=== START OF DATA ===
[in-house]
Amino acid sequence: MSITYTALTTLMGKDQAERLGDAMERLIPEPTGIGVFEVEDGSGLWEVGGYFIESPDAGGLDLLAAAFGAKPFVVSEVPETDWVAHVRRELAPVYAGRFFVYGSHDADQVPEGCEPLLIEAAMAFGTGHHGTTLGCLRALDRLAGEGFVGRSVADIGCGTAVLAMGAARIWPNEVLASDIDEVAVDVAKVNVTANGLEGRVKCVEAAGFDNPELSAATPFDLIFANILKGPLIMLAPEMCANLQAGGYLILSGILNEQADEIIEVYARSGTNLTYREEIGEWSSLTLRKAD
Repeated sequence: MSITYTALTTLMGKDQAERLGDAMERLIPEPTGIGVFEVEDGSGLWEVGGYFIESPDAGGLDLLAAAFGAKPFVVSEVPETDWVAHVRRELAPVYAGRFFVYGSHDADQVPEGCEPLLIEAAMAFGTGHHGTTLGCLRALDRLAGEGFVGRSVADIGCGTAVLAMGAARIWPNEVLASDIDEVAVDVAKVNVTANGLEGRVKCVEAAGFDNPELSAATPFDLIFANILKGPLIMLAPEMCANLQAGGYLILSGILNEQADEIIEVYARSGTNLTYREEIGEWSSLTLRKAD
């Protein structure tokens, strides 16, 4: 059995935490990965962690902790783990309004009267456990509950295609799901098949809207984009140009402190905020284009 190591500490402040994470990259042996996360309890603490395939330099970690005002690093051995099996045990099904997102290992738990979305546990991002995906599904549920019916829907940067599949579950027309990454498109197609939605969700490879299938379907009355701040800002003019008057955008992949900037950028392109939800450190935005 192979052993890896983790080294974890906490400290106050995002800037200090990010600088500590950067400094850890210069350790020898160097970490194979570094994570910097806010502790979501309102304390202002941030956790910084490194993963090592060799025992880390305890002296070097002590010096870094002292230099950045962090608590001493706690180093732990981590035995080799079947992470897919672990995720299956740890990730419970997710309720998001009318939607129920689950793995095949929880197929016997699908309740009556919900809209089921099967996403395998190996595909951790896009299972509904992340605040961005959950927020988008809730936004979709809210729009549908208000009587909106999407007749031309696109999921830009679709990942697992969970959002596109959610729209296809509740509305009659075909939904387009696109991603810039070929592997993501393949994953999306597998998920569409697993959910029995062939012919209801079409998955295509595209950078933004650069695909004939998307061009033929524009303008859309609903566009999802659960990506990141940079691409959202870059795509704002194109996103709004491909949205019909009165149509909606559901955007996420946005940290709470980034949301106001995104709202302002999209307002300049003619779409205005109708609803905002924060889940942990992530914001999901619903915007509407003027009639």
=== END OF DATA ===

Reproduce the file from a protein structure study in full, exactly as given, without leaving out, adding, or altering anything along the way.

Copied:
[in-house]
Amino acid sequence: MSITYTALTTLMGKDQAERLGDAMERLIPEPTGIGVFEVEDGSGLWEVGGYFIESPDAGGLDLLAAAFGAKPFVVSEVPETDWVAHVRRELAPVYAGRFFVYGSHDADQVPEGCEPLLIEAAMAFGTGHHGTTLGCLRALDRLAGEGFVGRSVADIGCGTAVLAMGAARIWPNEVLASDIDEVAVDVAKVNVTANGLEGRVKCVEAAGFDNPELSAATPFDLIFANILKGPLIMLAPEMCANLQAGGYLILSGILNEQADEIIEVYARSGTNLTYREEIGEWSSLTLRKAD
Repeated sequence: MSITYTALTTLMGKDQAERLGDAMERLIPEPTGIGVFEVEDGSGLWEVGGYFIESPDAGGLDLLAAAFGAKPFVVSEVPETDWVAHVRRELAPVYAGRFFVYGSHDADQVPEGCEPLLIEAAMAFGTGHHGTTLGCLRALDRLAGEGFVGRSVADIGCGTAVLAMGAARIWPNEVLASDIDEVAVDVAKVNVTANGLEGRVKCVEAAGFDNPELSAATPFDLIFANILKGPLIMLAPEMCANLQAGGYLILSGILNEQADEIIEVYARSGTNLTYREEIGEWSSLTLRKAD
């Protein structure tokens, strides 16, 4: 059995935490990965962690902790783990309004009267456990509950295609799901098949809207984009140009402190905020284009 190591500490402040994470990259042996996360309890603490395939330099970690005002690093051995099996045990099904997102290992738990979305546990991002995906599904549920019916829907940067599949579950027309990454498109197609939605969700490879299938379907009355701040800002003019008057955008992949900037950028392109939800450190935005 192979052993890896983790080294974890906490400290106050995002800037200090990010600088500590950067400094850890210069350790020898160097970490194979570094994570910097806010502790979501309102304390202002941030956790910084490194993963090592060799025992880390305890002296070097002590010096870094002292230099950045962090608590001493706690180093732990981590035995080799079947992470897919672990995720299956740890990730419970997710309720998001009318939607129920689950793995095949929880197929016997699908309740009556919900809209089921099967996403395998190996595909951790896009299972509904992340605040961005959950927020988008809730936004979709809210729009549908208000009587909106999407007749031309696109999921830009679709990942697992969970959002596109959610729209296809509740509305009659075909939904387009696109991603810039070929592997993501393949994953999306597998998920569409697993959910029995062939012919209801079409998955295509595209950078933004650069695909004939998307061009033929524009303008859309609903566009999802659960990506990141940079691409959202870059795509704002194109996103709004491909949205019909009165149509909606559901955007996420946005940290709470980034949301106001995104709202302002999209307002300049003619779409205005109708609803905002924060889940942990992530914001999901619903915007509407003027009639």